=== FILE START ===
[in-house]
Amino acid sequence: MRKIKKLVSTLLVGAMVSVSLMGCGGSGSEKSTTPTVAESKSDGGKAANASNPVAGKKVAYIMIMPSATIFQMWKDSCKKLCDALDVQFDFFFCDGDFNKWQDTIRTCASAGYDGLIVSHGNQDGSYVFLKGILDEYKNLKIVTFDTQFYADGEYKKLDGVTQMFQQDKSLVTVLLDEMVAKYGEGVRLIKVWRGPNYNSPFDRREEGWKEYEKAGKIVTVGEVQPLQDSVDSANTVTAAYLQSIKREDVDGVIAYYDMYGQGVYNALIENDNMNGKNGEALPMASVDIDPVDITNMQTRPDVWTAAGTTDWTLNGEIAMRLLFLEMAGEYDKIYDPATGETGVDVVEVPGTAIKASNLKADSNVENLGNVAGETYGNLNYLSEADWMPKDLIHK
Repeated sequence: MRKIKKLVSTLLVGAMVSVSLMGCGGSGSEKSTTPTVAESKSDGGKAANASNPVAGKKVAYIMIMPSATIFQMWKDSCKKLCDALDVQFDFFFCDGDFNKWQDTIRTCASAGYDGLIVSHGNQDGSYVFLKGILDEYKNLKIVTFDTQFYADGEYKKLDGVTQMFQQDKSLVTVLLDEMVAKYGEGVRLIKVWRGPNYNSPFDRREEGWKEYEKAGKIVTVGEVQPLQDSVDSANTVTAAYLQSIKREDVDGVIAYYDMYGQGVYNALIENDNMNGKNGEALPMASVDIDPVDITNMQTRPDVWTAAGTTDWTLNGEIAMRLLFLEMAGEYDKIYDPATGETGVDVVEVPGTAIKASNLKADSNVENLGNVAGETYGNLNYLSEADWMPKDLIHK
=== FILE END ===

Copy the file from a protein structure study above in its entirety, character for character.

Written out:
[in-house]
Amino acid sequence: MRKIKKLVSTLLVGAMVSVSLMGCGGSGSEKSTTPTVAESKSDGGKAANASNPVAGKKVAYIMIMPSATIFQMWKDSCKKLCDALDVQFDFFFCDGDFNKWQDTIRTCASAGYDGLIVSHGNQDGSYVFLKGILDEYKNLKIVTFDTQFYADGEYKKLDGVTQMFQQDKSLVTVLLDEMVAKYGEGVRLIKVWRGPNYNSPFDRREEGWKEYEKAGKIVTVGEVQPLQDSVDSANTVTAAYLQSIKREDVDGVIAYYDMYGQGVYNALIENDNMNGKNGEALPMASVDIDPVDITNMQTRPDVWTAAGTTDWTLNGEIAMRLLFLEMAGEYDKIYDPATGETGVDVVEVPGTAIKASNLKADSNVENLGNVAGETYGNLNYLSEADWMPKDLIHK
Repeated sequence: MRKIKKLVSTLLVGAMVSVSLMGCGGSGSEKSTTPTVAESKSDGGKAANASNPVAGKKVAYIMIMPSATIFQMWKDSCKKLCDALDVQFDFFFCDGDFNKWQDTIRTCASAGYDGLIVSHGNQDGSYVFLKGILDEYKNLKIVTFDTQFYADGEYKKLDGVTQMFQQDKSLVTVLLDEMVAKYGEGVRLIKVWRGPNYNSPFDRREEGWKEYEKAGKIVTVGEVQPLQDSVDSANTVTAAYLQSIKREDVDGVIAYYDMYGQGVYNALIENDNMNGKNGEALPMASVDIDPVDITNMQTRPDVWTAAGTTDWTLNGEIAMRLLFLEMAGEYDKIYDPATGETGVDVVEVPGTAIKASNLKADSNVENLGNVAGETYGNLNYLSEADWMPKDLIHK